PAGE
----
Wilfred Benitez made boxing history in 1976
One of the greatest lighter-weight fighters in Puerto Rican history made championship history on March 6th 1976. That’s when Wilfred Benitez became the youngest fighter ever to win a world title.
That night in San Juan, Puerto Rico, Benitez defeated Antonio Cervantes at the age of just 17 years, 5 months and 23 days to become the WBA Junior Welterweight Champion. It’s not just that Benitez won the fight, it is the fact that he had already fought 25 times as a 15-17 year old, prior to that night that is utterly amazing.
Benitez was known as “El Radar” or The Radar for his tremendous elusive defensive style making him very hard to hit.
After beating Cervantes, Benitez would defend the Junior Welterweight Championship three times and then move up to the 147 lb. more prominent Welterweight division. There, he defeated WBC Champion Carlos Palomino in January of 1979 for his second World Championship in a second weight division.
Benitez finally lost for the first time in a hard-fought battle with fellow unbeaten and 1976 Olympian, Sugar Ray Leonard, in November of that year losing on a 15th round TKO.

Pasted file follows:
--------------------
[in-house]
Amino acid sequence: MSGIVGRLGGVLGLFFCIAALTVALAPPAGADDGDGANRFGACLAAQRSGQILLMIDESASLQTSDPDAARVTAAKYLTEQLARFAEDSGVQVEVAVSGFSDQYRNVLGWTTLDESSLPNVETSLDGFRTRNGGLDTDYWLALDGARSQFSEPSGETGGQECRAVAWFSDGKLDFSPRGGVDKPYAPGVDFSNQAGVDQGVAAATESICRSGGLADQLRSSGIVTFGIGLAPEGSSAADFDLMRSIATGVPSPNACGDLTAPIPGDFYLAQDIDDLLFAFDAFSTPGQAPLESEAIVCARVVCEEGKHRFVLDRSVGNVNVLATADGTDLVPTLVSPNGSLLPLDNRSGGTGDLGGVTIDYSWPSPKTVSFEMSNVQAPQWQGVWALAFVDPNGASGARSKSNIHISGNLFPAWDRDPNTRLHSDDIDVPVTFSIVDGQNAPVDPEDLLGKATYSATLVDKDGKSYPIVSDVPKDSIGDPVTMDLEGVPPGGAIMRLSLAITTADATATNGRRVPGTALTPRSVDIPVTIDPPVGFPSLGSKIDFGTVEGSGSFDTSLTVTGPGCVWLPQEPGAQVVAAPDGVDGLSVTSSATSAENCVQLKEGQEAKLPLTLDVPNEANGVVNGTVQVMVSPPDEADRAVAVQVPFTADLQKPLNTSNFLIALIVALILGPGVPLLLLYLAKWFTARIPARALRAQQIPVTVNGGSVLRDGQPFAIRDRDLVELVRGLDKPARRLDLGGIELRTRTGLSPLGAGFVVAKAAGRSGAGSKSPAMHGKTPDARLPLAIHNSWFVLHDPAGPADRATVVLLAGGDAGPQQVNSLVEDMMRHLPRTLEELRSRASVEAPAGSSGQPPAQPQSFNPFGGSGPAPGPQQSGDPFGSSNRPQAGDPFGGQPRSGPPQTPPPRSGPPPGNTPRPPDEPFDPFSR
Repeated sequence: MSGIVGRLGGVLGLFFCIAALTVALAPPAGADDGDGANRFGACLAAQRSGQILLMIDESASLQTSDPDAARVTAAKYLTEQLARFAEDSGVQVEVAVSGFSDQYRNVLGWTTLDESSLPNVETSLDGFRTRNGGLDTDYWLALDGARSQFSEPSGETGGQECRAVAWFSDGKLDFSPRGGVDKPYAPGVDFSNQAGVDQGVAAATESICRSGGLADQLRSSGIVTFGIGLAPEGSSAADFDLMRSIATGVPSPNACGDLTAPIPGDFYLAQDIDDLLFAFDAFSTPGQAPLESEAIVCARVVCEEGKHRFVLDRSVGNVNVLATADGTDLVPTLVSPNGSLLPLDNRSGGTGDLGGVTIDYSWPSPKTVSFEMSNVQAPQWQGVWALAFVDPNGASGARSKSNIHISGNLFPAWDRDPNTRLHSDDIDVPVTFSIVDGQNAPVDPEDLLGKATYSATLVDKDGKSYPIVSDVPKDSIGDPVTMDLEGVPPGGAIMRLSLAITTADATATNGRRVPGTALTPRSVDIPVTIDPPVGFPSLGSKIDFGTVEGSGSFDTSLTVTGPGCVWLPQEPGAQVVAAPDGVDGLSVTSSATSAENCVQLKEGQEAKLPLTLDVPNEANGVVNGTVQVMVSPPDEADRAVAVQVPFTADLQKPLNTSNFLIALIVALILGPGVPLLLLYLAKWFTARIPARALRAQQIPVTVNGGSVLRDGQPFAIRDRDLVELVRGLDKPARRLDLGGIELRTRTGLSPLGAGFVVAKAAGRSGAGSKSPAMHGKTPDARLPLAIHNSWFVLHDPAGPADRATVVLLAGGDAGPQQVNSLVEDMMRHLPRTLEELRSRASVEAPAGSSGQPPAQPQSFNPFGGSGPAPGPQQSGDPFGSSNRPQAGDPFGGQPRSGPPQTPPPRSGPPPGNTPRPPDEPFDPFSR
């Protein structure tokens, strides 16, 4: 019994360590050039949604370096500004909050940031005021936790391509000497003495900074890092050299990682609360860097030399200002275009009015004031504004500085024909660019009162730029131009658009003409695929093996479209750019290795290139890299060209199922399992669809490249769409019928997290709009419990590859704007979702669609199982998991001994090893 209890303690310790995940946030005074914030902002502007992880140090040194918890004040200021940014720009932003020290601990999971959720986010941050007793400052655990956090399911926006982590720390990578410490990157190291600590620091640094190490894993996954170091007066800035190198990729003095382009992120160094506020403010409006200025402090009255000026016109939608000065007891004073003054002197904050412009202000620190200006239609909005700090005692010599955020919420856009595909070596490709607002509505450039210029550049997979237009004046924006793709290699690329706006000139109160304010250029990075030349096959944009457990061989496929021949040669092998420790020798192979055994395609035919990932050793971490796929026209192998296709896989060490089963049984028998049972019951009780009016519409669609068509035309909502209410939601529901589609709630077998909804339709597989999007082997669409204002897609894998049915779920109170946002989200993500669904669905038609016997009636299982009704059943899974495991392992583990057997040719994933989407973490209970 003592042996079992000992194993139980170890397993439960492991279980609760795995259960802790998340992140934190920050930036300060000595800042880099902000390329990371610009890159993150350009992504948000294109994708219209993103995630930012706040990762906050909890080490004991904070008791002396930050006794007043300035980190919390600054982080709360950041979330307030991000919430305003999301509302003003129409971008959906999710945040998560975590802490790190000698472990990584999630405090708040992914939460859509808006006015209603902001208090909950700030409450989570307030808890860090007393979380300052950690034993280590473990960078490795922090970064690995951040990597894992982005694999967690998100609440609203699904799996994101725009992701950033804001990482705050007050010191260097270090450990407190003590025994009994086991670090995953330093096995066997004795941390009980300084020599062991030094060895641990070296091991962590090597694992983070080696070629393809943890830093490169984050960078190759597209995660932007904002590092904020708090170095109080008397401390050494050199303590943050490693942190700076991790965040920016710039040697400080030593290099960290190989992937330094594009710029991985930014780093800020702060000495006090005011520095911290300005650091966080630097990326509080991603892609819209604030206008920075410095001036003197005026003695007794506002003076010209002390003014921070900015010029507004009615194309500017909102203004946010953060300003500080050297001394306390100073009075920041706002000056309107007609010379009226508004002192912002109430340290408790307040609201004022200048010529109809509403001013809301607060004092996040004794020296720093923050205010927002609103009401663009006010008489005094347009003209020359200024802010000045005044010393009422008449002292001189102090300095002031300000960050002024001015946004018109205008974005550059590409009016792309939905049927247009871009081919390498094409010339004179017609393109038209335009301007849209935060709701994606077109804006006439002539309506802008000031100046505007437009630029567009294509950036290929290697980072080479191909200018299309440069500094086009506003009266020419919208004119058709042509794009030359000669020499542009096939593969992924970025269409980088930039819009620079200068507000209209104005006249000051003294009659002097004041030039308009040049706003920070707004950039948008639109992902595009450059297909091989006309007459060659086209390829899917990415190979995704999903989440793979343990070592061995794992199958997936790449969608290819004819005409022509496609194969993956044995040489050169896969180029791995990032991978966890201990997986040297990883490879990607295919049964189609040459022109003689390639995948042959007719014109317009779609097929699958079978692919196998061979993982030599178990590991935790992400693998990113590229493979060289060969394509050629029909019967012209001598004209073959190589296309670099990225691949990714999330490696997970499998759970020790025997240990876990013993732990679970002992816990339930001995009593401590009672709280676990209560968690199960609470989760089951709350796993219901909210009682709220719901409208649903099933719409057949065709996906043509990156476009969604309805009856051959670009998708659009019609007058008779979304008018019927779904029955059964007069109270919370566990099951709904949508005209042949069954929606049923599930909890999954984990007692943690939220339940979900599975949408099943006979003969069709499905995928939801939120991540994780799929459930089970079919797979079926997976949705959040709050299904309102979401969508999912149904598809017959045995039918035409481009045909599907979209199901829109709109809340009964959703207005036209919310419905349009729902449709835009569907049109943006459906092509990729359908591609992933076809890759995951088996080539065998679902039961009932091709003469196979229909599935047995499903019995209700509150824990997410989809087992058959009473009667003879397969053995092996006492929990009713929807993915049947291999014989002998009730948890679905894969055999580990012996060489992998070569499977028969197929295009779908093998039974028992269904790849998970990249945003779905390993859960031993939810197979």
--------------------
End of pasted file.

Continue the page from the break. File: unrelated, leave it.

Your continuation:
However, the Puerto Rican sensation was still only 22 years of age in May of 1981, when he moved up to the 154 lbs. Junior Middleweight division. And, he knocked out champion Maurice Hope to win the WBC title in Las Vegas and a third title in three divisions.
Benitez’s career continued to flourish with tremendous victories at a young age, and he defeated legendary former champion, Roberto Duran by unanimous decision in January of 1982 to improve at that time to 44-1-1.
However. Thomas “Hitman” Hearns defeated Benitez by decision in December ’82 taking his title belt. It was after that, that Benitez’s career began to slide.
He lost another decision to Syrian Junior middleweight Contender Mustafa Hamsho in July of 1983 and later American Davey Moore knocked him out in the summer of 1984 in just two rounds.
Benitez would never again fight for, much less win, a championship and would go on to lose four more times before calling it a career with a record of 53 – 8 – 1.
Still, in his prime in the late 1970s and the early 80s, he was an exciting and entertaining fighter, who won numerous championships.
And no one can take away what a seventeen-year-old Wilfred Benitez did on a March night in Puerto Rico 43 years ago.